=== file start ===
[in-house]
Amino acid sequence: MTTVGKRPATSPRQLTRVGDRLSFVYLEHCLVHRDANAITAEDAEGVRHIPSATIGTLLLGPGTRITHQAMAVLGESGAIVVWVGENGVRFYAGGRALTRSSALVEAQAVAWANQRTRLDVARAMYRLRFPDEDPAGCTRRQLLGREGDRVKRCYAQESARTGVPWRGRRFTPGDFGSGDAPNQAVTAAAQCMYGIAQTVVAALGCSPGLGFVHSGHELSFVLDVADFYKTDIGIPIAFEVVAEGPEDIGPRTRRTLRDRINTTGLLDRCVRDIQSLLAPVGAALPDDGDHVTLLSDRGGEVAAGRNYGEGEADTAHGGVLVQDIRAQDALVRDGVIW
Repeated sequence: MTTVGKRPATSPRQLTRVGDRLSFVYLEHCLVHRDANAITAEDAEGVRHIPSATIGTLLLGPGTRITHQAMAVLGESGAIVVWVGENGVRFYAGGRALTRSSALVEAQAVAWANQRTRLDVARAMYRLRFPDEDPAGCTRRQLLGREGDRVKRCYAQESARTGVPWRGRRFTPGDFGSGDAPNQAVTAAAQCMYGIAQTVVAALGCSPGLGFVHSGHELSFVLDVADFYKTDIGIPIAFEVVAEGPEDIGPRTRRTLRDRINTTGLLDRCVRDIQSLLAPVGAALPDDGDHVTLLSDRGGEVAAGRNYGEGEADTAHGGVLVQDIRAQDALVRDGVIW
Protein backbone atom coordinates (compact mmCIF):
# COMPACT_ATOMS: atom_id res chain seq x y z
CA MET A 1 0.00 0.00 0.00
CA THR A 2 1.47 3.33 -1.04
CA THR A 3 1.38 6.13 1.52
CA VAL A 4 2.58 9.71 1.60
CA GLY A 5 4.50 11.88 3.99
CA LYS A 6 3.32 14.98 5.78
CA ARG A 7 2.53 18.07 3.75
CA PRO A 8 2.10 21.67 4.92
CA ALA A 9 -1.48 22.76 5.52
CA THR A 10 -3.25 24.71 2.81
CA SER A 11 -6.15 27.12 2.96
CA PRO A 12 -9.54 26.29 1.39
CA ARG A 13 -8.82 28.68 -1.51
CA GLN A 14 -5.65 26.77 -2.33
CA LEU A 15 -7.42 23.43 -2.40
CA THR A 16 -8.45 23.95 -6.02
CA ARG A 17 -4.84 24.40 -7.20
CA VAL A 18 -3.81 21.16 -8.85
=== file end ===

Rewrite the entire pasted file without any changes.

[in-house]
Amino acid sequence: MTTVGKRPATSPRQLTRVGDRLSFVYLEHCLVHRDANAITAEDAEGVRHIPSATIGTLLLGPGTRITHQAMAVLGESGAIVVWVGENGVRFYAGGRALTRSSALVEAQAVAWANQRTRLDVARAMYRLRFPDEDPAGCTRRQLLGREGDRVKRCYAQESARTGVPWRGRRFTPGDFGSGDAPNQAVTAAAQCMYGIAQTVVAALGCSPGLGFVHSGHELSFVLDVADFYKTDIGIPIAFEVVAEGPEDIGPRTRRTLRDRINTTGLLDRCVRDIQSLLAPVGAALPDDGDHVTLLSDRGGEVAAGRNYGEGEADTAHGGVLVQDIRAQDALVRDGVIW
Repeated sequence: MTTVGKRPATSPRQLTRVGDRLSFVYLEHCLVHRDANAITAEDAEGVRHIPSATIGTLLLGPGTRITHQAMAVLGESGAIVVWVGENGVRFYAGGRALTRSSALVEAQAVAWANQRTRLDVARAMYRLRFPDEDPAGCTRRQLLGREGDRVKRCYAQESARTGVPWRGRRFTPGDFGSGDAPNQAVTAAAQCMYGIAQTVVAALGCSPGLGFVHSGHELSFVLDVADFYKTDIGIPIAFEVVAEGPEDIGPRTRRTLRDRINTTGLLDRCVRDIQSLLAPVGAALPDDGDHVTLLSDRGGEVAAGRNYGEGEADTAHGGVLVQDIRAQDALVRDGVIW
Protein backbone atom coordinates (compact mmCIF):
# COMPACT_ATOMS: atom_id res chain seq x y z
CA MET A 1 0.00 0.00 0.00
CA THR A 2 1.47 3.33 -1.04
CA THR A 3 1.38 6.13 1.52
CA VAL A 4 2.58 9.71 1.60
CA GLY A 5 4.50 11.88 3.99
CA LYS A 6 3.32 14.98 5.78
CA ARG A 7 2.53 18.07 3.75
CA PRO A 8 2.10 21.67 4.92
CA ALA A 9 -1.48 22.76 5.52
CA THR A 10 -3.25 24.71 2.81
CA SER A 11 -6.15 27.12 2.96
CA PRO A 12 -9.54 26.29 1.39
CA ARG A 13 -8.82 28.68 -1.51
CA GLN A 14 -5.65 26.77 -2.33
CA LEU A 15 -7.42 23.43 -2.40
CA THR A 16 -8.45 23.95 -6.02
CA ARG A 17 -4.84 24.40 -7.20
CA VAL A 18 -3.81 21.16 -8.85